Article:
MullJuly 25th, 2015 | Posted by in UK
Oban to Tobermory
This morning I was awoken first by the rain, secondly by my bladder, and thirdly by my Dad rattling the tent flap as he searched through my panniers for the tea bags.
“Is it cold?” I asked, listening to the rain softly pattering on my tent.
“No, it’s not cold. But there are midges.”
The joy of putting on freshly laundered cycling clothes was slightly dampened, as it were, by the pervading wetness in and outside the tent. My lovely Christmas present socks were theoretically clean but still smelt like they’d spent a week in the garbage bin outside a cheese factory. I wrapped up in waterproofs, armed myself with Avon Skin So Soft and went to do battle with the midges outside. Instead of raining from the sky it appeared that the cloud had simply lowered itself onto the land, creating a misty, thin drizzle all round that invited the biting midges.
The ground was a sponge. Each footstep around my tent squelched softly as the water oozed around my shoe. The freshly-cut grass had turned into damp clumps that clung onto anything and everything. The water has seeped inside, leaving my thermarest wet to the touch. My tent, once so new and dry, was now limp with water and covered in bits of grass. With no wind to flap anything dry, I reluctantly rolled up the soggy, grassy mess and hoped for better weather on Mull.
I realised, while on the ferry nibbling another corner of my Dad’s chocolatey flapjack, that a lot of my blog so far has been dedicated to recounting the dreary weather, the wetness of my tent and how I succeeded in my daily task, not of cycling another 50 miles, but rather in getting stuff dry. Yet, despite the wet, I was cheerily singing tunes to myself as we packed up and cycled back to Oban to catch the ferry to Mull. I had expected England to be easy and was disappointed when the days where long and wet. But in Scotland I expected it to be hard. Although my knee hurts a bit from all the climbing and my body and all my kit oscillates daily, if not hourly, between very wet and mostly dry, my general mood while cycling in Scotland is a bit like the scenery: calm, peaceful and inspiringly joyful.
By the time the ferry had arrived in Mull and decanted several bus loads of tourists followed by two waterproofed cyclist, the sun had come out sufficiently so as to demand sunglasses rather than jackets. We followed the coastal road north along the island, searching as we went for a picnic spot with, you guessed it, space for us to dry our tents. We found a suitable spot with a picnic bench for our cheese and oatcakes, and a tree for our washing line. Our spot overlooked the Sound of Mull, with Morvern in the background. The clean, white sails of a handful of boats graced the water. The shadows of the clouds moved quickly over the scene, transforming the appearance of the rolling contours of the land and making the green grasses look like crumpled velvet. A sign warned us to look out for otters but, bar for my Dad inspecting some unusual and unknown scat on the shoreline, we didn’t catch sight of one.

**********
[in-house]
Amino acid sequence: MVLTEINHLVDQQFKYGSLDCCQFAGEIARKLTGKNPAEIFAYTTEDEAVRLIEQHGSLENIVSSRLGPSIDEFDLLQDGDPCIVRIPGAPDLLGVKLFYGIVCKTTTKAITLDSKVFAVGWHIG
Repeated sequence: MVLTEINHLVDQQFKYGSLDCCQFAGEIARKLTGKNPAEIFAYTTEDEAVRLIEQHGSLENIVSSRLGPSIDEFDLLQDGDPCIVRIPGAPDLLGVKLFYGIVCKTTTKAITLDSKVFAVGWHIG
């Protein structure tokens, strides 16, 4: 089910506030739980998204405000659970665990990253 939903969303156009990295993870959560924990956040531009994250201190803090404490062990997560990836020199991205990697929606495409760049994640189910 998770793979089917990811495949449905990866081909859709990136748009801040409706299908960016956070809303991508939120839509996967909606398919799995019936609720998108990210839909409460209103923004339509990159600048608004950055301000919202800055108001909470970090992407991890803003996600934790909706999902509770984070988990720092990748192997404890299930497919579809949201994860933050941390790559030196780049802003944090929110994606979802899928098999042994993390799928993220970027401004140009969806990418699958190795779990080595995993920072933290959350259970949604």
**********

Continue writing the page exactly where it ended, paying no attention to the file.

After lunch, we pushed into a headwind up a steep hill. The single track road meant we had to keep giving way to cars and slowed our progress but today, with only 25 miles for the whole day, but it didn’t matter. We pedalled slowly, admiring the views of the sound, the surround hills, the wildflowers and fresh, sea air.
At the top of the hill we were caught by a man in a Mull Cycling Club jersey who called out “it’s downhill all the way to Tobermory now” as he sped by on his road bike. The long descent to Tobermory provided beautiful views of the colourful houses on the waterfront miles before we caught the smell of the angel’s share of the distillery’s whisky on the edge of town.
For some reason I do not quite understand, it is on the easy cycling days that my appetite becomes most ferocious. Today I was ravenous. We pulled up at a cosy bakery cafe with handwritten menus in chalk and photos illustrating the history of Mull on the wall. The counter was a sight to behold: bricks of custard slice, an uncut bananoffee pie the size of a truck’s wheel, oaty flapjack, crispy cornflake flapjack, millionaires shortcake oozing with caramel, chunks of tiffin, fist-sized French fancies with pelican pink icing, gingerbread biscuits sandwiches together with icing, donuts, croissants… The display was everything you could name and more. I ordered a coffee and slice of cranberry flapjack, enjoyed both, but then spotted the peanut butter chocolate cup. I couldn’t resist. I felt slightly sick but deliriously happy from eating my daily calorie intake in peanuts and sugar in four mouthfuls. After three easy days of cycling, the profile for tomorrow’s ride looks very, very hilly. It’s nearly 60 miles and is forecast to rain heavily all afternoon and evening. So, forgive me if I order another peanut butter cup…